Wegmans LPGA Championship
Locust Hill Country Club
Rochester, New York
First-round notes and interviews
June 8, 2012
Se Ri Pak -3, Rolex Rankings No. 33
Paula Creamer -2, Rolex Rankings No. 11
Inbee Park -2, Rolex Rankings No. 26
Mika Miyazato -2, Rolex Rankings No. 29
So Yeon Ryu -1, Rolex Rankings No. 19
Stacy Lewis E, Rolex Rankings No. 3
Grace Park +6, Rolex Rankings No. 224
Yani Tseng +7, Rolex Rankings No. 1
Just six weeks removed from a partial tear to the labrum of her left shoulder, Se Ri Pak is defying the odds with a one-shot lead after 36 holes at the LPGA's second major of the season. The LPGA and World Golf Hall of Famer appears to have made a full recovery, shooting rounds of 70 and 71 to lead a quartet of players by one stroke at 3-under-par 141 at the Wegmans LPGA Championship. Pak carded three birdies on her day, including back-to-back birdies at 16 and 17 (her seventh and eighth holes) with two bogies to shoot 1-under-par 71 on a breezy day at Locust Hill Country Club. A 25-time LPGA winner with five major championships to her name, Pak is in pursuit of her first victory since the 2010 Bell Micro LPGA Classic. Her last major championships victory came at the LPGA Championship in 2006.
"This week you come out, you don't (have) very high expectation," she said. "Of course you really want it. My shoulder isn't any problem at all."
Major champions Paula Creamer and Inbee Park are tied for second at 2-under-par 142 along with Sandra Gal and Mika Miyazato.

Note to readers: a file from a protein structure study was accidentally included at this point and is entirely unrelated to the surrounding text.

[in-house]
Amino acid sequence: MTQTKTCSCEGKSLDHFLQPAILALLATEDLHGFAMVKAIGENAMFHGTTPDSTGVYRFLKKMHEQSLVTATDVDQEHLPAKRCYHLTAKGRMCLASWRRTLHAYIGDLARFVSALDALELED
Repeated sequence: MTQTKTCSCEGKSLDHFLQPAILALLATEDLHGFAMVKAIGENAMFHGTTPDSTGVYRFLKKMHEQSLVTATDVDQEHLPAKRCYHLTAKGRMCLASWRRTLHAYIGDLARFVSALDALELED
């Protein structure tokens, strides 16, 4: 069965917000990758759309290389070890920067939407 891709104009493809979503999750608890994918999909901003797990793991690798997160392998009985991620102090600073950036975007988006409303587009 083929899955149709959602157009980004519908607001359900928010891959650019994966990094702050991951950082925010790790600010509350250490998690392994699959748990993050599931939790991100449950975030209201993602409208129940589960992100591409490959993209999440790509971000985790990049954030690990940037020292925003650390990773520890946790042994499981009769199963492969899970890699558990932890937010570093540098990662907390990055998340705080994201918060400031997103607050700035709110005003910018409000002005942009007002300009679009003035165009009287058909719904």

Helping out the youngster: As a 15-year veteran on Tour, Se Ri Pak has seen it all. From 25 victories to a shoulder injury, Pak has taken something from every round, every win, and every season. With many emerging young South Koreans on the LPGA Tour, Pak feels it's important to be a mentor to the girls and help guide them in their careers
"I tell young players as much as I could say it is great to be out here," Pak said. "I'm very happy to see you guys. I'm really proud to see you guys here play so well. It will come, but before that make sure you have to enjoy something in your life. Golf is a job. Yes it's a job. Most important thing you have to enjoy it.
"Just go out and relax just as fun. It's a game. Bad week, move on. You are not finished. Good week, yes, happy. But move on, right? Try to make it simple as I could. Most important for me to tell all Korean players if they need help that's the most I can say. Not how to make the shot, how to make this kind of lie."
Paired with fellow South Koreans Sun Young Yoo and So Yeon Ryu Friday, Pak wanted to start the round with some advice.
"Se Ri gave me really great advice and before the tee off," So Yeon Ryu said. "Se Ri said, please, enjoy the golf. Don't think about the results. So I did. So I think that's why my results is great."